I would have rather had MS go through all applications and apply the ribbon, sort out all applications/options so they work the same and are organised. Than any other change they did.
Forgot to add for battery backup, you could use a Muvo Pebble or some other USB battery pack and have the old external plug charge that
You could get a Creative 5.1 USB X-F box for £40 and a set of reasonable speakers for £40 (more/less depending on your hearing). With the USB Powered hub and Bluetooth\WiFi dongles your looking at a £100.
The solution would not be as portable, but has the advantage that you could stand up a DNLA, uPNP, SAMBA, pulseAudio setup linking it to a NAS/Media Server easily and I don't think it would be to hard to setup the Pi as a Blueooth headset so you could link and stream as well.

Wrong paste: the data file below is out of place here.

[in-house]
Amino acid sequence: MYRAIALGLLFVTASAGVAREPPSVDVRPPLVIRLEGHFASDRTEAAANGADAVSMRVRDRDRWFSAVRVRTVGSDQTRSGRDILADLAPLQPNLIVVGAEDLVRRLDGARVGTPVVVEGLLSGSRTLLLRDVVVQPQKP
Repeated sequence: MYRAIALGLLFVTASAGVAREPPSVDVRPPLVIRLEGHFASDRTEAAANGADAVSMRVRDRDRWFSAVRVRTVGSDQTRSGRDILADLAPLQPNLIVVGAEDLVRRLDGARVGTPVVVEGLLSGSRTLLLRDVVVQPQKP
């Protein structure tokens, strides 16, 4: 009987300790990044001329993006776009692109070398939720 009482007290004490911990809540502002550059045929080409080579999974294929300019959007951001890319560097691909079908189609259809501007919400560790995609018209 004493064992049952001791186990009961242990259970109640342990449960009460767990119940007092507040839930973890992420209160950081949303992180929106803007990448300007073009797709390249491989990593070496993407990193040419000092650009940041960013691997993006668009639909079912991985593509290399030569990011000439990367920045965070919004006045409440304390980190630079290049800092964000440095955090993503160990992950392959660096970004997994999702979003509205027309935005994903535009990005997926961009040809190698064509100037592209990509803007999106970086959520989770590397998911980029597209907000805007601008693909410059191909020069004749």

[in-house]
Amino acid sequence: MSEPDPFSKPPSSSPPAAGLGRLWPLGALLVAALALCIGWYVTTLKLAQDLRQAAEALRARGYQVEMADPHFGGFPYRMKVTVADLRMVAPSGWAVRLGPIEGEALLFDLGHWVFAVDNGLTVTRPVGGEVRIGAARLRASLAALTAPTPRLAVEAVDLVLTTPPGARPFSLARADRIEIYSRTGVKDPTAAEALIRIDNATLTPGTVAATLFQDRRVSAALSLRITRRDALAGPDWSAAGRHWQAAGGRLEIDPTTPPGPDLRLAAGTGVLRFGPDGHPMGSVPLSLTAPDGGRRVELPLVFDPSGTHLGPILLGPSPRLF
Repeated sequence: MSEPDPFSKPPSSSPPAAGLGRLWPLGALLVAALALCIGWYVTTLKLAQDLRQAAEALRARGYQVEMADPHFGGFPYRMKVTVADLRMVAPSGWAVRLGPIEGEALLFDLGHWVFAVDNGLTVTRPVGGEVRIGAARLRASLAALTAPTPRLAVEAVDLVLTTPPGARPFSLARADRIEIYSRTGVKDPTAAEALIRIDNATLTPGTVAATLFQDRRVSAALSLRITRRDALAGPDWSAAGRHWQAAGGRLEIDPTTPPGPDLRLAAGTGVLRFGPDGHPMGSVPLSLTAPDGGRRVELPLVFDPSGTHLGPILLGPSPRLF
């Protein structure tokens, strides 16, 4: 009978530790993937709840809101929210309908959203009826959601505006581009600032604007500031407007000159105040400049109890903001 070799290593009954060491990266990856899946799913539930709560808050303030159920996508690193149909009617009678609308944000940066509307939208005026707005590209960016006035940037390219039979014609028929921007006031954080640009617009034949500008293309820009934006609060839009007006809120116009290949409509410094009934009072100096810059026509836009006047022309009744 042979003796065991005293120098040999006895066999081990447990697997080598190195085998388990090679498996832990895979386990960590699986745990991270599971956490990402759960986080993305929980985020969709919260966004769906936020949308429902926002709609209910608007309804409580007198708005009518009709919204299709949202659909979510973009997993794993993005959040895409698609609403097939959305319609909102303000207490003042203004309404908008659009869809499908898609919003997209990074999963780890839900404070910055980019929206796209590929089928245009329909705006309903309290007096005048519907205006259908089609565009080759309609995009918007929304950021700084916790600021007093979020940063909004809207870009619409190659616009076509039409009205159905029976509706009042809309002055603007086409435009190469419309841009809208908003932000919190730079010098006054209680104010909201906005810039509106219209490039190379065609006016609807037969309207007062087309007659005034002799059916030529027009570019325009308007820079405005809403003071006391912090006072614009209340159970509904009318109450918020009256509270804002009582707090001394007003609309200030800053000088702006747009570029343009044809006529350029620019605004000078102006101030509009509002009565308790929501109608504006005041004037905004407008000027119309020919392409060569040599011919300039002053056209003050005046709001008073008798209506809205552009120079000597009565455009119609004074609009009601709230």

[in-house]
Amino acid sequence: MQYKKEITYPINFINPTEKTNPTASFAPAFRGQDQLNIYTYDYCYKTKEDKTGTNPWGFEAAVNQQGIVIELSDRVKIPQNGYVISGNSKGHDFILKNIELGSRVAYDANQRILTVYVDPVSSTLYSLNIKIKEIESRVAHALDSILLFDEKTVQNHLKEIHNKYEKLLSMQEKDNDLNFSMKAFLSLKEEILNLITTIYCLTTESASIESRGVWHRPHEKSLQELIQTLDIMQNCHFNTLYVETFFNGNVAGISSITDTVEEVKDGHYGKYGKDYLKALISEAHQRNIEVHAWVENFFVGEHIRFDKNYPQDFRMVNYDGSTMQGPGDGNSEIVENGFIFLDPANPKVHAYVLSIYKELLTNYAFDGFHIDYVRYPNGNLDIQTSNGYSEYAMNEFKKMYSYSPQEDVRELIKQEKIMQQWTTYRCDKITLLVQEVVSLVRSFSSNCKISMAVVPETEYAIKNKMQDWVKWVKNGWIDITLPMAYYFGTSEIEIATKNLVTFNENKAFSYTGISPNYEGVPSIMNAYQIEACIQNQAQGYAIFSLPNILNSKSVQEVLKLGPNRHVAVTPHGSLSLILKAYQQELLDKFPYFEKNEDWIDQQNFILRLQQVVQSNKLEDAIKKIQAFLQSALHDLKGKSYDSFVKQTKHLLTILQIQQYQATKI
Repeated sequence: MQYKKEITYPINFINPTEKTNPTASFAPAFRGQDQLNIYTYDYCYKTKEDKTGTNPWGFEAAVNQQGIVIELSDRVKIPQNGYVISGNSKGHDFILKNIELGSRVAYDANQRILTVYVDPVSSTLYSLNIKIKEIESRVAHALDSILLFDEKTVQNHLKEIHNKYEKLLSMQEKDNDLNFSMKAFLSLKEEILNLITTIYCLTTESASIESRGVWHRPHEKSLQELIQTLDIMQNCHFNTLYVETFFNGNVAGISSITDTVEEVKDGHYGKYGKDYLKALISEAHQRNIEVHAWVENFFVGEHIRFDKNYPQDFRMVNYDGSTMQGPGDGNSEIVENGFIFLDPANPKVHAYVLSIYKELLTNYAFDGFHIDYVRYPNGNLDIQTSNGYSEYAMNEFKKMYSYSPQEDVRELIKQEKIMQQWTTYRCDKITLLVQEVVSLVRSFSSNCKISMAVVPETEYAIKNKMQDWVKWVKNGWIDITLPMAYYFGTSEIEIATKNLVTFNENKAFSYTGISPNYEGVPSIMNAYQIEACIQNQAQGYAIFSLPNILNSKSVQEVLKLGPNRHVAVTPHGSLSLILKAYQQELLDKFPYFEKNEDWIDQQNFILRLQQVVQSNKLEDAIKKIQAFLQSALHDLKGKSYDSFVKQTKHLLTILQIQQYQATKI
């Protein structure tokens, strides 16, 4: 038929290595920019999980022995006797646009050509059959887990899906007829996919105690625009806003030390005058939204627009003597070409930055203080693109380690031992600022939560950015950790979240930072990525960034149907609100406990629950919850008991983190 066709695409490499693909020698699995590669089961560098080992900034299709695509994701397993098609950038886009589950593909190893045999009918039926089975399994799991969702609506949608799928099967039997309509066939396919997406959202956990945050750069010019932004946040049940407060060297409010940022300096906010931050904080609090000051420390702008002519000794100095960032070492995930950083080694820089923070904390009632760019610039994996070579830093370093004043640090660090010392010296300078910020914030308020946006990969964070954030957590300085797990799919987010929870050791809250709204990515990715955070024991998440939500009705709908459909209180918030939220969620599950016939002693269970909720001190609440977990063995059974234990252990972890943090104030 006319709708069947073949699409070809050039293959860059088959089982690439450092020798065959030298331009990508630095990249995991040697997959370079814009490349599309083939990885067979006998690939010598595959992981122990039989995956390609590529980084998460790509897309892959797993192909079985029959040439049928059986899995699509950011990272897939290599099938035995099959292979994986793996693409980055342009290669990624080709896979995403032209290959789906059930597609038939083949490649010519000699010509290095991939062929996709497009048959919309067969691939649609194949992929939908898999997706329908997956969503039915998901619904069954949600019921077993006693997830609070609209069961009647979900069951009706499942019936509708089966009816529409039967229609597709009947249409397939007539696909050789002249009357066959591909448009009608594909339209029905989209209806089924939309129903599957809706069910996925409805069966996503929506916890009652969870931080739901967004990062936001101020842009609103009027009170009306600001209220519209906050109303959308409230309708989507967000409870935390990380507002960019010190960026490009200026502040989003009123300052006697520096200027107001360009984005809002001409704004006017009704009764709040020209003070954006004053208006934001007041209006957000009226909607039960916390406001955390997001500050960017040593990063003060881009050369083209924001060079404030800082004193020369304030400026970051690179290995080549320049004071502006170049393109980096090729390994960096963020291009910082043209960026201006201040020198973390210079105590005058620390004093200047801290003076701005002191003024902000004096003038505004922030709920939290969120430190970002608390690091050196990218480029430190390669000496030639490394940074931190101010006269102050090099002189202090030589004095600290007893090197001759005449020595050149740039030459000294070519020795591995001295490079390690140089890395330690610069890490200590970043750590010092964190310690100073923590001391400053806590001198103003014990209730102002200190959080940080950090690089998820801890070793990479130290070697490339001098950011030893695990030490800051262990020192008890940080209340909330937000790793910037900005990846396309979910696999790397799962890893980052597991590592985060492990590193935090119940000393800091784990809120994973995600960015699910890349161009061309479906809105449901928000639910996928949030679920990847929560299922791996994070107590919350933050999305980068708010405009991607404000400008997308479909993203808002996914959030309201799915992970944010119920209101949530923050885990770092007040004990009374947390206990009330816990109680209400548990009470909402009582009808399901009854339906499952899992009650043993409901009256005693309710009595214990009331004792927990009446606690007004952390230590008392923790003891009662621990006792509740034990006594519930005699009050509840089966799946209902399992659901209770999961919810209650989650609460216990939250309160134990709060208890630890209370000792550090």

Although if you looked at something like an old iPod docking speaker set you could probably hide it all within a single unit. The hardest part would be linking the buttons of the speaker set to command the PI. This could all be controlled by a SSH/VNC server and for brownie points you could use XBMC/Home made web server.
Yes I am considering this as a project.
Re: The perfect gift . . .
Worked in woolies when Coke Cola released Dasini water, it was tap water with a few additives one of which was bromide. The concentrations were similar to those we gave to WW2 soldiers to reduce their libidos and at that level were found to cause bowel cancer.*